People in the small town of Quispamsis, New Brunswick, on Canada’s east coast, have always loved Canada Day celebrations. It marks the day on July 1, 1867, when three former colonies united to form Canada under the British Empire.
Mayor Libby O’Hara said their celebrations are a major summer highlight: Cupcakes. Parade. Fire trucks. Games for kids.
But everything was canceled last week after the second discovery within a month of unmarked mass graves at a former residential school for Indigenous children.
“As a parent and a former educator, I couldn't imagine children being torn out of the arms of their parents never to return. ... And that hit a chord with me. It broke my heart.”
“As a parent and a former educator, I couldn't imagine children being torn out of the arms of their parents never to return,” O’Hara said. “And that hit a chord with me. It broke my heart.”
Dozens of communities across Canada have made similar decisions after two First Nations recently announced the discovery of hundreds of unmarked graves near former residential schools.
On May 28, the chief of the Tk’emlups te Secwépemc people announced that a team using ground-penetrating radar had found 215 unmarked graves containing the remains of 215 Indigenous children in the interior of southern British Columbia.
And last week, leaders of the Cowessess First Nation said they had found 750 unmarked graves for children and adults.
The town council in Melville, Saskatchewan, also voted to postpone its Canada Day parade and fireworks. The largest burial site, at the Cowessess First Nation, is just a short drive away.
Melville Mayor Walter Streelasky said there was no way to celebrate while people in the community were mourning.
“This is our neighbor. And, you know, we take the attitude that the neighbors are of great value to us. ... They hurt. We were hurting, too.”
“This is our neighbor. And, you know, we take the attitude that the neighbors are of great value to us,” he said. “They hurt. We were hurting, too.”
There have been calls to cancel Canada Day before — critics say it celebrates the formation of a country built by taking land from Indigenous people. But this is the first year those calls have been explicitly tied to the legacy of residential schools for Indigenous children.
Nakuset, executive director of the Native Women’s Shelter in Montreal, Quebec, said this year, “Canada Day is a reckoning.”
“I think this Canada Day, you need to understand that you sit … on the backs of Indigenous people and broken treaties and, you know, a lot of trauma and oppression."
“I think this Canada Day, you need to understand that you sit … on the backs of Indigenous people and broken treaties and, you know, a lot of trauma and oppression,” said Nakuset, who goes by just one name.
She plans to lead a march through Montreal on July 1 to honor Indigenous children.
She said that instead of going to a barbecue or to see fireworks, Canadians should stay home on Canada Day and read the report from Canada’s Truth and Reconciliation Commission published six years ago. Only a handful of the Commission’s 94 recommendations have been implemented.
"You have to do some work and you have to make some kind of change to acknowledge that we have so many obstacles,” she said.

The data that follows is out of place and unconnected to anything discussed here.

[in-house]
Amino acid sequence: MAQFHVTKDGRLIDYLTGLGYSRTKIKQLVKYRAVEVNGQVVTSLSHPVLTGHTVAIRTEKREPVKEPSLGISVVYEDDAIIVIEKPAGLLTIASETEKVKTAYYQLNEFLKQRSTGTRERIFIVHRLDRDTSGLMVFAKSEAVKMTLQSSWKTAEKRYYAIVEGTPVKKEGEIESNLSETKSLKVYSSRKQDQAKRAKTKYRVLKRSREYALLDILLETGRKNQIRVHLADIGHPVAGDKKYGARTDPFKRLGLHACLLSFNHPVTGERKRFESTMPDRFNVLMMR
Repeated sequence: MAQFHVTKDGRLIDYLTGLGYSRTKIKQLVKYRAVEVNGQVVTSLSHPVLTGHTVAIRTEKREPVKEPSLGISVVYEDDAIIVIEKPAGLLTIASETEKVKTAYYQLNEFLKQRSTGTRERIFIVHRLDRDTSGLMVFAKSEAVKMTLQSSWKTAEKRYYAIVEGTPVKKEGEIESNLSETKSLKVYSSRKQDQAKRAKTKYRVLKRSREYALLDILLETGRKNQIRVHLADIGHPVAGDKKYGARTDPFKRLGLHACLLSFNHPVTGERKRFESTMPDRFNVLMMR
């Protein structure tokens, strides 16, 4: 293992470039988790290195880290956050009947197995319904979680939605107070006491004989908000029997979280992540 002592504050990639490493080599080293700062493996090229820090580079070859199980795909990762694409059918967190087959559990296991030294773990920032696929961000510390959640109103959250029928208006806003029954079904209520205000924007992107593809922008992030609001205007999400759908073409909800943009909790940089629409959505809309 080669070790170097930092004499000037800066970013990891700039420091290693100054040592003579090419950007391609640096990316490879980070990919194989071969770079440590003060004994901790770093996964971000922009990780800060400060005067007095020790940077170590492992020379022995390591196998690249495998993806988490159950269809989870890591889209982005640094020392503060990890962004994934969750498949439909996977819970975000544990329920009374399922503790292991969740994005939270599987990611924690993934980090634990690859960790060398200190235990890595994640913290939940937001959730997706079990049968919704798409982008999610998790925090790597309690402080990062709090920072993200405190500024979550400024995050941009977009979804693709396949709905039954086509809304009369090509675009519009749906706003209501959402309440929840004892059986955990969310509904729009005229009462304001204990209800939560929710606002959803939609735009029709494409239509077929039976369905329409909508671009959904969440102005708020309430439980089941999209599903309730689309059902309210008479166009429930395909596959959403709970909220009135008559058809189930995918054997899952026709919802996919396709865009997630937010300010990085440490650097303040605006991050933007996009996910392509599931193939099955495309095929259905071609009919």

The national Canada Day celebration and many local celebrations are going ahead, however.
Ellis Ross, a former chief council of the Haisla Nation and a member of the legislative assembly in British Columbia, argues that canceling Canada Day is a missed opportunity.
“Canada is just really starting to wake up to its dark history. But, you know what, every country has a dark history, every single country."
“Canada is just really starting to wake up to its dark history. But, you know what, every country has a dark history, every single country,” he said.
Ross said his parents were both sent to residential schools. He said they would want all Canadians to know about the hardships at the schools, but also what they learned there and how they succeeded afterward.
He said that instead of canceling Canada Day celebrations, organizers should adapt them to include stories like those.
“For the first time in my lifetime, non-Aboriginals want to be with Aboriginals and mourn with them and be with them and they want to learn more. And what better way to symbolize this than in a nationwide gathering?” he said.
In places like Melville and Quispamsis, non-Indigenous community leaders are just beginning to grapple with how to reconcile Canada’s colonial legacy with their own experience of the country.
Melville's Streelasky says he’ll take Canada Day to reflect.
“I'm a Canadian, I love my country,” he said. “We have a lot of freedoms. There were mistakes made, but we have great and wonderful things in this country. And that's how I'm going to celebrate my Canada Day.”
Melville’s town council has asked residents to honor their Indigenous neighbors on June 30 by lighting candles and displaying the color orange — a symbol of residential school survivors.
Streelasky said the parade and fireworks may be held later in the summer to mark another community event, such as the opening of a new swimming pool.
Donations from listeners like you are absolutely crucial in funding the great music and human-centered global news you hear on The World. Recurring gifts provide predictable, sustainable support — letting our team focus on telling the stories you don’t hear anywhere else. If you make a gift of $100 or pledge $10/month we’ll send you a curated playlist highlighting some of the team's favorite music from the show Donate today to keep The World spinning.